- Delaware joins the list of states and municipalities to pass minimum wage increases this year. Senate Bill 170, an amendment measure, was signed into law on July 1. Delaware’s rate hikes will increase incrementally over a span of four years, starting with $8.75 and ending at $10.25 an hour.
- The effective dates of Delaware’s four minimum wage increases fall on Oct. 1 of consecutive years, starting in 2018. The first minimum wage increase to $8.75 an hour, is effective this year. The second increase to $9.25 is effective in 2019; the third step rises to $9.75 in 2020; and the fourth bump increases the wage to $10.25 in 2021. Delaware’s current minimum wage is $8.25. It rose from the federal rate of $7.25 an hour to $7.75 in 2014 and bumped up again to the current rate in 2015.
- Delaware's House Bill 483 allows employers to pay 50 cents an hour below the state’s minimum wage to workers under 18 and to those 18 and over during their first 90 consecutive days of employment.
The federal minimum wage has remained at $7.25 an hour since 2009, prompting some states and municipalities to act on their own accord due to concerns over wage stagnation. In fact, 18 state and city laws increasing minimum wages kicked in during this month alone, in addition to nearly 40 states, counties and cities that bumped wages at the beginning of 2018. Given this state of affairs, employers may need to brace for more changes on a state by state (and even city by city) basis.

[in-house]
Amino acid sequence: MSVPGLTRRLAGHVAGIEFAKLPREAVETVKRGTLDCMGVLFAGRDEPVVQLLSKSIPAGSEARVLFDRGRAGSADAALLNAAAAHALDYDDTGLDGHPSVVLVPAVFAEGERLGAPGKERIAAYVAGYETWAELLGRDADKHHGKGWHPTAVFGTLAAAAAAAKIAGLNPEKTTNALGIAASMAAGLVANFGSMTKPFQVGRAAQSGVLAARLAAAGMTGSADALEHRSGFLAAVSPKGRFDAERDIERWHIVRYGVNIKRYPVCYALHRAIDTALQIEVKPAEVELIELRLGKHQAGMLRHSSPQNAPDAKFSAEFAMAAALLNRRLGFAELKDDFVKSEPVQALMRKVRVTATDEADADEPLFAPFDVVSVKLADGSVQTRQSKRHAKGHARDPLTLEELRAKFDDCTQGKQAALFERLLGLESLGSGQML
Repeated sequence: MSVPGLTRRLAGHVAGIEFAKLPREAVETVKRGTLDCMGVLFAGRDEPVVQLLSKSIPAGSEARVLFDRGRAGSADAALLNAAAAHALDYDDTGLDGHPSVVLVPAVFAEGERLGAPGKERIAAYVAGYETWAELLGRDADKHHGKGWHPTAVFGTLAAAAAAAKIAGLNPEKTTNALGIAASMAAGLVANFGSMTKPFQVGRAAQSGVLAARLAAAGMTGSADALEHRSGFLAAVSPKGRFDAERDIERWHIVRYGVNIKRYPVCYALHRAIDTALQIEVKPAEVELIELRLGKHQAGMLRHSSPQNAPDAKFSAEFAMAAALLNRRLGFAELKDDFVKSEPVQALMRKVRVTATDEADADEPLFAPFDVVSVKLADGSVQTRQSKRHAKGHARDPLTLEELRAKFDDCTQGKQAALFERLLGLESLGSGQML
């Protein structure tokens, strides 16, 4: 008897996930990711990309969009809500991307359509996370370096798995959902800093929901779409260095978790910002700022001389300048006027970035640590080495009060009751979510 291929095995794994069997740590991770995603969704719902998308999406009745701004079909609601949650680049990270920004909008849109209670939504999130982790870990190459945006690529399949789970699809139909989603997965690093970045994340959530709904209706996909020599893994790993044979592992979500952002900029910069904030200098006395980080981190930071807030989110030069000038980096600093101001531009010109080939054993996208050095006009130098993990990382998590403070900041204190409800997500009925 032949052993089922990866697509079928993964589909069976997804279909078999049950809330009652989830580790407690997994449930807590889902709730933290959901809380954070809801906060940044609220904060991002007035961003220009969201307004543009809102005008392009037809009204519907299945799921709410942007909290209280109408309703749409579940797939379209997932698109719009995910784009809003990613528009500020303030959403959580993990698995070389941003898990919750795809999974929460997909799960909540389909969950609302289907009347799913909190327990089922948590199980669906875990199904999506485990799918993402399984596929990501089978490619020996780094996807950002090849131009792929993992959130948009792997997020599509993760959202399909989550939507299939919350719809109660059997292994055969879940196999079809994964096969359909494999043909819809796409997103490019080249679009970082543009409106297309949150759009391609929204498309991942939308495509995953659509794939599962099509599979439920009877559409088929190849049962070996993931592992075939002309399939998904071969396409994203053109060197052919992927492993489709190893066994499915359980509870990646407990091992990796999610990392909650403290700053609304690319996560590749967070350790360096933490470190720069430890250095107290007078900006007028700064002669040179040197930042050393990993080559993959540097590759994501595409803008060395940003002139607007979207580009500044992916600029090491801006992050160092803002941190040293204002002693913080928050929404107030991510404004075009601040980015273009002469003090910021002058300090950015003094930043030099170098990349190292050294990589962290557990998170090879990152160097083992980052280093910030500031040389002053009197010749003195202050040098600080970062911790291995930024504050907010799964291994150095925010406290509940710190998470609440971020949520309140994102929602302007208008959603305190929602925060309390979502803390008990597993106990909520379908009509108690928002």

Delaware's planned wage increases put it in line with other states that have gone beyond the federal minimum, it is neither leading the pack nor falling behind. Currently, the state with the highest minimum wage according to data compiled by the National Conference of State Legislatures is Washington at $11.50 (though the District of Columbia, while not technically a state, is higher at $13.25). Once all the planned wage increases slated for the next several years take effect there will be multiple states and jurisdictions with wages on the books of up to $15.00 an hour.
Massachusetts also recently announced a minimum wage increase as part of its "Grand Bargain" compromise bill signed last month, that also includes generous paid family leave benefits and a permanent tax holiday to boost business sales. To cope with the change (and better attract talent in a tight labor market), some employers have preemptively increased wages and benefits.